Mother rose and looked down on me. Her ar’nel temporarily blinded my vision as she probed my mind for a lie. Without the drugs, I could have shielded my thoughts and memories from her, but whatever Sun had slipped into my food left me rotten and naked before her magic. She saw my inhibitions laid bare.

She finally announced, “We believe you, Makar.”

Before she could withdraw from my mind, my ar’nel rose up and vomited my animosity in her face. My darkness burned holes in the mists of her magic.

I struggled up through the narcotics and enunciated each word. “I. Hate. You.”

She turned her face from my rage. “Take care, Makar.”

“Father loved you, and you ran him away too,” I said with tears in my eyes. “You made him hate us.”

Her open palm struck my cheek so hard I felt the sting of her blow in spite of the narcotics. I pursed my lips and tried to spit at her but my mouth was too dry.

She flinched anyway. I’d taken her by surprise. She expected my tears, my sorrow, but she had not anticipated my rage.

When she looked at me again, her glare had turned diamond sharp.

We became enemies that night.

I'll be back on Monday. I've got a contest coming up soon, so stay tuned for that. 2014 is going to rock. You just watch.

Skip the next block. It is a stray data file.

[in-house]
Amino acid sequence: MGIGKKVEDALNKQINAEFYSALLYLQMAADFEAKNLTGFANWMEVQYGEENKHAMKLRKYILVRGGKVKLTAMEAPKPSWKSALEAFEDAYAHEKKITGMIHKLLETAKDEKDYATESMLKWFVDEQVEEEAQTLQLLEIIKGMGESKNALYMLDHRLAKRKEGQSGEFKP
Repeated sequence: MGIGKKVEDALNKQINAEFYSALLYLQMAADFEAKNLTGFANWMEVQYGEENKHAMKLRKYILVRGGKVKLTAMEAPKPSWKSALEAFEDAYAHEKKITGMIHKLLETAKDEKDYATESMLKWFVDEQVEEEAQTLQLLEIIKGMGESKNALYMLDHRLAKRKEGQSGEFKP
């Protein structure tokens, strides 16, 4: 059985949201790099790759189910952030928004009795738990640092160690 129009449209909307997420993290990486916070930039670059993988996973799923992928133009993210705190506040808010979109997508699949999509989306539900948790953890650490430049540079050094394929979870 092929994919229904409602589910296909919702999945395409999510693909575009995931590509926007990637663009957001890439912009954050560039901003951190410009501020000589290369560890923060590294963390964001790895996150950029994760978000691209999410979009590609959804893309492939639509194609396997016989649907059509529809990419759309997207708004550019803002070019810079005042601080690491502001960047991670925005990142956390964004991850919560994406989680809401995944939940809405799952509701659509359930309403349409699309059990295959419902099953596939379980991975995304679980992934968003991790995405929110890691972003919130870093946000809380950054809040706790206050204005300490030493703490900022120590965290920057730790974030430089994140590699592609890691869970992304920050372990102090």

Year end wrap-up (#SFWApro)

A look back on 2013

I read a lot of novels by men during 2012 and 2013, because I wanted to analyze the differences between male and female authors. The Gender Bending post of late 2012, early 2013 was one of my most popular posts ever; although, I hesitate to call it mine. Several wonderful authors contributed to that project in late December 2012 through early January 2013, so in many ways it belongs to all of us. Thank you again to everyone who contributed their time and energy to make that project work, especially to the fans who guessed and commented.

What we found out was what we already knew: unless the name automatically indicated a gender, there was approximately a 50/50 chance that the participants would guess wrong.

My writing

Dolorosa (Book 2 of the Katharoi series). I completed a solid first chapter to Miserere's sequel, Dolorosa. I had just started work on the synopsis when Night Shade Books initiated the sale of the company to Skyhorse/Start. For a variety of reasons, Dolorosa was put on hold.

Given the time limitations that I have for writing, I have to focus on projects that have a chance of selling. I spent most of April and May trying to work out a feasible schedule for the project and finally decided that anything with the Katharoi series had to be placed on hold for the duration of one year at the very least.

Miserere: An Autumn Tale. Is now available at Audible where it is drawing some very nice reviews.

In other good news, Miserere has officially earned out on the Skyhorse side of the debit sheet. For that little miracle, I owe all of my thanks to everyone who has purchased a copy of Miserere, either ebook, print, or audio. You have my deepest gratitude.